Findley: Another fun one, in the Christmas episode, was the sequence for the “Carol of the Bells.” Two characters are going out trying to find a dentist or an orthodontist in the neighborhood. We pressed, I think, seven doorbells, as a collaboration between music and effects, where I brought several dozen doorbells to the scene. We pitched them to be within the key of the song. Every doorbell is placed with the song [at] that moment in the song. It was a lot of fun of saying ‘oh, we like these bells, but it’s too far away from the pitch,’ so we had to move it to when it matched. Telling that story, having it be appropriate when they open the door and play into the music with our music editor, was fun. We had time to cut it correctly. The press of the bell would trigger the music in time with the music. It was a whole collaboration to get that scene to flow very comfortably and hopefully, nobody noticed. If we didn’t do it that way, it would feel clunky.
BTL: Walk me through some of the other challenges.
Findley: It’s really hard to get the dialogue clean when we are out in the field. They are playing, they are in their uniforms. We have to re-record the lines after many times, and we have to pick which ones. But recreating a performance and the environment is always hard, trying to get back to even, so to speak. [With] an ADR [session] in a nice padded room, it’s hard to emulate the feeling of being across the pitch. But sometimes the script is important enough that I have to do it.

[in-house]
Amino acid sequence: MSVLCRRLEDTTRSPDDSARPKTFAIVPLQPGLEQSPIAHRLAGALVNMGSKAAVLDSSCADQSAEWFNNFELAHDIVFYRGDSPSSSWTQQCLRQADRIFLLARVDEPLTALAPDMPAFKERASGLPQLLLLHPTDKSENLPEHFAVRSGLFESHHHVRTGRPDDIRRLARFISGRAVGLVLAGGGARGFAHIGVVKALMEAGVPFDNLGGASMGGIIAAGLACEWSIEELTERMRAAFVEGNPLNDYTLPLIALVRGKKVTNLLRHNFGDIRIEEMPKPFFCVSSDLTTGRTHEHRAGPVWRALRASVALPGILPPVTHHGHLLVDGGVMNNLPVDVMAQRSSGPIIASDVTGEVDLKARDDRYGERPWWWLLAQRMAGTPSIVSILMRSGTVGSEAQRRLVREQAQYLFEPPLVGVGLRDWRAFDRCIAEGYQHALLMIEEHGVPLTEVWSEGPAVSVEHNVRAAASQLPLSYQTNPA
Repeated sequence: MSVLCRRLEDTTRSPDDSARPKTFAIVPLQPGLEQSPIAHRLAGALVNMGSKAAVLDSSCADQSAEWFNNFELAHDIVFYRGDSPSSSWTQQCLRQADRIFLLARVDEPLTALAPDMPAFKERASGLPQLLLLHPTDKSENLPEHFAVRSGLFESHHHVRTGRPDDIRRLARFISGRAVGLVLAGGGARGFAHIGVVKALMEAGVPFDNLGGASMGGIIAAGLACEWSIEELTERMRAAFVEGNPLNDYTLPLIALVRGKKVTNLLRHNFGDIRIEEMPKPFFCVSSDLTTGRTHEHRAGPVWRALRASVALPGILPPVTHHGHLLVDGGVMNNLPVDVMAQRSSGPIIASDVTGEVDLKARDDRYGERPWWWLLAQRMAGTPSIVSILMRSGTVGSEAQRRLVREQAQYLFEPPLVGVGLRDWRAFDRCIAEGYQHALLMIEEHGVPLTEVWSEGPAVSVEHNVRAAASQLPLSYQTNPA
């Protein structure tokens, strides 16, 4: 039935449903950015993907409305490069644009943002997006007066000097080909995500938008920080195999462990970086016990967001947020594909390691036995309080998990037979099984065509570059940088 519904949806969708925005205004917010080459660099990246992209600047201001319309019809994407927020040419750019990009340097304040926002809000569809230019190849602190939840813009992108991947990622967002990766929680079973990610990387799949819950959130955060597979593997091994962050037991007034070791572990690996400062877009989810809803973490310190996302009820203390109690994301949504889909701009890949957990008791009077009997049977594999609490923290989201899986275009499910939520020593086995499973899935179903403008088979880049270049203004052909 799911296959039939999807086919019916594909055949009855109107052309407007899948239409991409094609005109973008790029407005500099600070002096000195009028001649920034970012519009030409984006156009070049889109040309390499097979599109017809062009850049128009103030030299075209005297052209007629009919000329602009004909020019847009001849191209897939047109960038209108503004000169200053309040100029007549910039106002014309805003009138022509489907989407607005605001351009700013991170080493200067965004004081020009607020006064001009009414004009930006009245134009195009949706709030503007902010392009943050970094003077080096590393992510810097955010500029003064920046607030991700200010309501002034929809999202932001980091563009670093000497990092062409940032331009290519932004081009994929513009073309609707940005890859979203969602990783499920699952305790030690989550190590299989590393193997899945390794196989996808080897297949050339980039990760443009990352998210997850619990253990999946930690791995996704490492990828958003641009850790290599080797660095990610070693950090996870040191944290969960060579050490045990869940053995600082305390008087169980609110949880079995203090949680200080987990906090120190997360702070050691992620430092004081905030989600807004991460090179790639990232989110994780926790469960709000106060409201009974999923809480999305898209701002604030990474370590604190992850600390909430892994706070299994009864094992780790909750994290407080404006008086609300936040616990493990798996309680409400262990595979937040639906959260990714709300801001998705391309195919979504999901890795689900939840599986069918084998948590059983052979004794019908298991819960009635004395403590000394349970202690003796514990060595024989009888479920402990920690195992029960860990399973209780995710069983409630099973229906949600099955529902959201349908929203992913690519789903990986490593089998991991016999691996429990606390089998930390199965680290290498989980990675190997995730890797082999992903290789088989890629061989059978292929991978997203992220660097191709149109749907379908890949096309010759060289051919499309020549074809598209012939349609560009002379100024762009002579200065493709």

Weiser: It’s also about being able to dive deeper, into other setups, rather than just doing another take. It’s important to understand all the paperwork. We look through other areas and find other areas in production that we were like, ‘wow, look at that!’ and we used it to enhance that field or go for the sound we were going for at the beginning. Finding gems like that is really fun, [and it makes sure the audience pays attention to the performance, but it’s a lot of work.
Findley: Yeah, sometimes we are able to take from elsewhere in the episode or across the season, like, ‘oh, we really like the energy in that locker room.’ It’s about getting creative but, of course, it’s a lot of work.
Weiser: I’ll say one last one — this show is about so many characters, this is an ensemble. And the show is about all these characters. It’s important to be in tune with where the storyline resides, and sometimes you have so many [people] doing their things. It’s choosing the mics that make sure you [can] feel the chaos that is happening, but also [stay] clear on the storyline that keeps you attune with the character. Some of those scenes, with so many people, are challenging. Our mixers are in tune [with] that and I try to lay it out for them.
Both seasons of Ted Lasso are now streaming on Apple TV+, which has not announced a release date for Season 3. Click here for our interview with Sound Mixers Ryan Kennedy and Sean Byrne, and click here for our interview with Nicky Austin, the show’s head Makeup Designer and Hairstylist.